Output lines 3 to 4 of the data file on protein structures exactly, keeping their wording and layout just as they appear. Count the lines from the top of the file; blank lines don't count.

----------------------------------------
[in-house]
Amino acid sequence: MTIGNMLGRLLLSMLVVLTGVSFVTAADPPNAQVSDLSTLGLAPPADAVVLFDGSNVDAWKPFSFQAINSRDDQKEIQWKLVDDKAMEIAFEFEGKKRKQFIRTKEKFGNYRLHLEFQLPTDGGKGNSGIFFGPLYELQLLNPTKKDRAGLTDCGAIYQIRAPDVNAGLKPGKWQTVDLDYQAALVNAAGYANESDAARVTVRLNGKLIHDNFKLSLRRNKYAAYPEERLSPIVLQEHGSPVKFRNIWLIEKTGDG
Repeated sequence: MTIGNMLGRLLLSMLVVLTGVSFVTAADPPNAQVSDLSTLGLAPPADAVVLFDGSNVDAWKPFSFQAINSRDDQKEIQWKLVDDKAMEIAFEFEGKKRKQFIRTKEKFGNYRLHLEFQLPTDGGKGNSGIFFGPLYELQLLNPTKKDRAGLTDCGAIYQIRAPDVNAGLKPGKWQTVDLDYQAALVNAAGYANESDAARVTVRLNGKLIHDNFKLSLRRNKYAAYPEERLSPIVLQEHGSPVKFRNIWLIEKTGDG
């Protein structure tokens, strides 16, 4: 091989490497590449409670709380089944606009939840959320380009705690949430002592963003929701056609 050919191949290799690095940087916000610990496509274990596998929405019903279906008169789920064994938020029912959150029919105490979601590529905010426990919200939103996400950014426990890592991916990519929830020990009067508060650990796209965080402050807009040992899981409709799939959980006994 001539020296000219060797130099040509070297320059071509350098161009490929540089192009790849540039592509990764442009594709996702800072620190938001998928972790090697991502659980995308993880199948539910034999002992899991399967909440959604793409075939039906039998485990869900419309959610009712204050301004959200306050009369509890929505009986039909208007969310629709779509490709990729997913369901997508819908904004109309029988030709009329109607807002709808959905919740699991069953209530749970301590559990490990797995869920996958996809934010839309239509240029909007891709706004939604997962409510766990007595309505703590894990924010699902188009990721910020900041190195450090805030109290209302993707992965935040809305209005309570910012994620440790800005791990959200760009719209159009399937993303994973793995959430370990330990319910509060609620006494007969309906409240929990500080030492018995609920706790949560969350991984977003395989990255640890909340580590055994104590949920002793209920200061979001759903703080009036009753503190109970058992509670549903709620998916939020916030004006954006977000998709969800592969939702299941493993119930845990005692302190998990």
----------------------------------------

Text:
Repeated sequence: MTIGNMLGRLLLSMLVVLTGVSFVTAADPPNAQVSDLSTLGLAPPADAVVLFDGSNVDAWKPFSFQAINSRDDQKEIQWKLVDDKAMEIAFEFEGKKRKQFIRTKEKFGNYRLHLEFQLPTDGGKGNSGIFFGPLYELQLLNPTKKDRAGLTDCGAIYQIRAPDVNAGLKPGKWQTVDLDYQAALVNAAGYANESDAARVTVRLNGKLIHDNFKLSLRRNKYAAYPEERLSPIVLQEHGSPVKFRNIWLIEKTGDG
């Protein structure tokens, strides 16, 4: 091989490497590449409670709380089944606009939840959320380009705690949430002592963003929701056609 050919191949290799690095940087916000610990496509274990596998929405019903279906008169789920064994938020029912959150029919105490979601590529905010426990919200939103996400950014426990890592991916990519929830020990009067508060650990796209965080402050807009040992899981409709799939959980006994 001539020296000219060797130099040509070297320059071509350098161009490929540089192009790849540039592509990764442009594709996702800072620190938001998928972790090697991502659980995308993880199948539910034999002992899991399967909440959604793409075939039906039998485990869900419309959610009712204050301004959200306050009369509890929505009986039909208007969310629709779509490709990729997913369901997508819908904004109309029988030709009329109607807002709808959905919740699991069953209530749970301590559990490990797995869920996958996809934010839309239509240029909007891709706004939604997962409510766990007595309505703590894990924010699902188009990721910020900041190195450090805030109290209302993707992965935040809305209005309570910012994620440790800005791990959200760009719209159009399937993303994973793995959430370990330990319910509060609620006494007969309906409240929990500080030492018995609920706790949560969350991984977003395989990255640890909340580590055994104590949920002793209920200061979001759903703080009036009753503190109970058992509670549903709620998916939020916030004006954006977000998709969800592969939702299941493993119930845990005692302190998990």